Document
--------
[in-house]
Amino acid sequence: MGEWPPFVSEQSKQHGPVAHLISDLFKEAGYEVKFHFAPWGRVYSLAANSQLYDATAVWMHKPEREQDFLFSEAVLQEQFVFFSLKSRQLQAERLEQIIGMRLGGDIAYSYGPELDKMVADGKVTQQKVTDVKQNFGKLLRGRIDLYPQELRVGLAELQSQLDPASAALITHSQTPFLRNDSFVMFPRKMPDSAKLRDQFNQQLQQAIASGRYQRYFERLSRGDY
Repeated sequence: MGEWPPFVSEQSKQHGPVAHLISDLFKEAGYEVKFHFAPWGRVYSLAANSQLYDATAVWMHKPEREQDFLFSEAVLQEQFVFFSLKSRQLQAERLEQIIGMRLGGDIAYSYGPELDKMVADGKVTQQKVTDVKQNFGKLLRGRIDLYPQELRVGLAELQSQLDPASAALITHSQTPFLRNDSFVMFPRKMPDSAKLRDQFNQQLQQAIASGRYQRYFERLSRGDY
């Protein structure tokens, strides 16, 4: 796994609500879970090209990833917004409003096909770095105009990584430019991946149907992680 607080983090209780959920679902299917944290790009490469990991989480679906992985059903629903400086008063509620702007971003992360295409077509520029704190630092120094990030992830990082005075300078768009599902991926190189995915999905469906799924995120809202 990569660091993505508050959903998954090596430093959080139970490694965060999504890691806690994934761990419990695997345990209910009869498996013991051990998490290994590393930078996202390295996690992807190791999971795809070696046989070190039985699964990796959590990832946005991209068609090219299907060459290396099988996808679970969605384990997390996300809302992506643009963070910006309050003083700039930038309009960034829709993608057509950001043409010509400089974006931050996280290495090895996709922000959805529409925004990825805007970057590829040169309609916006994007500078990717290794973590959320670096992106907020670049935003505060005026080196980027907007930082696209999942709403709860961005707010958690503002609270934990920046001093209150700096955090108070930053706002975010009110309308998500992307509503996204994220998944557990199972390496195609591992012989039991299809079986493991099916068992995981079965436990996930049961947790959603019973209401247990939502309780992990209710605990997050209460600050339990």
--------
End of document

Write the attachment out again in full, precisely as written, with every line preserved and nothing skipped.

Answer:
[in-house]
Amino acid sequence: MGEWPPFVSEQSKQHGPVAHLISDLFKEAGYEVKFHFAPWGRVYSLAANSQLYDATAVWMHKPEREQDFLFSEAVLQEQFVFFSLKSRQLQAERLEQIIGMRLGGDIAYSYGPELDKMVADGKVTQQKVTDVKQNFGKLLRGRIDLYPQELRVGLAELQSQLDPASAALITHSQTPFLRNDSFVMFPRKMPDSAKLRDQFNQQLQQAIASGRYQRYFERLSRGDY
Repeated sequence: MGEWPPFVSEQSKQHGPVAHLISDLFKEAGYEVKFHFAPWGRVYSLAANSQLYDATAVWMHKPEREQDFLFSEAVLQEQFVFFSLKSRQLQAERLEQIIGMRLGGDIAYSYGPELDKMVADGKVTQQKVTDVKQNFGKLLRGRIDLYPQELRVGLAELQSQLDPASAALITHSQTPFLRNDSFVMFPRKMPDSAKLRDQFNQQLQQAIASGRYQRYFERLSRGDY
């Protein structure tokens, strides 16, 4: 796994609500879970090209990833917004409003096909770095105009990584430019991946149907992680 607080983090209780959920679902299917944290790009490469990991989480679906992985059903629903400086008063509620702007971003992360295409077509520029704190630092120094990030992830990082005075300078768009599902991926190189995915999905469906799924995120809202 990569660091993505508050959903998954090596430093959080139970490694965060999504890691806690994934761990419990695997345990209910009869498996013991051990998490290994590393930078996202390295996690992807190791999971795809070696046989070190039985699964990796959590990832946005991209068609090219299907060459290396099988996808679970969605384990997390996300809302992506643009963070910006309050003083700039930038309009960034829709993608057509950001043409010509400089974006931050996280290495090895996709922000959805529409925004990825805007970057590829040169309609916006994007500078990717290794973590959320670096992106907020670049935003505060005026080196980027907007930082696209999942709403709860961005707010958690503002609270934990920046001093209150700096955090108070930053706002975010009110309308998500992307509503996204994220998944557990199972390496195609591992012989039991299809079986493991099916068992995981079965436990996930049961947790959603019973209401247990939502309780992990209710605990997050209460600050339990």